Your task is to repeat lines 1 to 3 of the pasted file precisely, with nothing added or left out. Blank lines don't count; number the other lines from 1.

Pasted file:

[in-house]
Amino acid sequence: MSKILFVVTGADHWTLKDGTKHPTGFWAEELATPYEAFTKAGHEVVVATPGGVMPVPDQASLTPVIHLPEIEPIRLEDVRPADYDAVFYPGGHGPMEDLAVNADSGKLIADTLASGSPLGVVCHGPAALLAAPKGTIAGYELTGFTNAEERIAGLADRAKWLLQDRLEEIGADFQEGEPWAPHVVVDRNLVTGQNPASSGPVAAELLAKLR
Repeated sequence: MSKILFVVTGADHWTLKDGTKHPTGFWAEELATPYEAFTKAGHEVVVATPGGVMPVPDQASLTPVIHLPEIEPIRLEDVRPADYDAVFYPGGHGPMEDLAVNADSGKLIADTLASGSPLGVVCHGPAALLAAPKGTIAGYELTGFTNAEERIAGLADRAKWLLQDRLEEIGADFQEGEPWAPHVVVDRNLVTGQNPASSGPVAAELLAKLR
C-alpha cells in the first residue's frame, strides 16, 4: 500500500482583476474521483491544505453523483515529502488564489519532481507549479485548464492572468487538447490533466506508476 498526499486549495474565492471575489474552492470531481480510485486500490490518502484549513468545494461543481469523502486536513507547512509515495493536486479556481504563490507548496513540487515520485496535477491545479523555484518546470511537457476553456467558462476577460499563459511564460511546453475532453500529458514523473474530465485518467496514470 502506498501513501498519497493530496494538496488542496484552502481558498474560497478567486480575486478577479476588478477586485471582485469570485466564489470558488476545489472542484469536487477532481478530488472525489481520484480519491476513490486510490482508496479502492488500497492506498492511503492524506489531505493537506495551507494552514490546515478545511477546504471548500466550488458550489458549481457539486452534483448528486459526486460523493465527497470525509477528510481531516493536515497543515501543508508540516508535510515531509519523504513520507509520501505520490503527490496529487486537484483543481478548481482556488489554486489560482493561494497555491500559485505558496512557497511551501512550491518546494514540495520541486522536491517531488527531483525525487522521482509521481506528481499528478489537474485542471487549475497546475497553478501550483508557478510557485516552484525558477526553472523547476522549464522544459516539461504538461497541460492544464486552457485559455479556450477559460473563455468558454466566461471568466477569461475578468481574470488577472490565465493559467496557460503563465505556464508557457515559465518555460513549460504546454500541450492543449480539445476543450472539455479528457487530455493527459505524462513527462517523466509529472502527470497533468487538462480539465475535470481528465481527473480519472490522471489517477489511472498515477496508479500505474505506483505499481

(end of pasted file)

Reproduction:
[in-house]
Amino acid sequence: MSKILFVVTGADHWTLKDGTKHPTGFWAEELATPYEAFTKAGHEVVVATPGGVMPVPDQASLTPVIHLPEIEPIRLEDVRPADYDAVFYPGGHGPMEDLAVNADSGKLIADTLASGSPLGVVCHGPAALLAAPKGTIAGYELTGFTNAEERIAGLADRAKWLLQDRLEEIGADFQEGEPWAPHVVVDRNLVTGQNPASSGPVAAELLAKLR
Repeated sequence: MSKILFVVTGADHWTLKDGTKHPTGFWAEELATPYEAFTKAGHEVVVATPGGVMPVPDQASLTPVIHLPEIEPIRLEDVRPADYDAVFYPGGHGPMEDLAVNADSGKLIADTLASGSPLGVVCHGPAALLAAPKGTIAGYELTGFTNAEERIAGLADRAKWLLQDRLEEIGADFQEGEPWAPHVVVDRNLVTGQNPASSGPVAAELLAKLR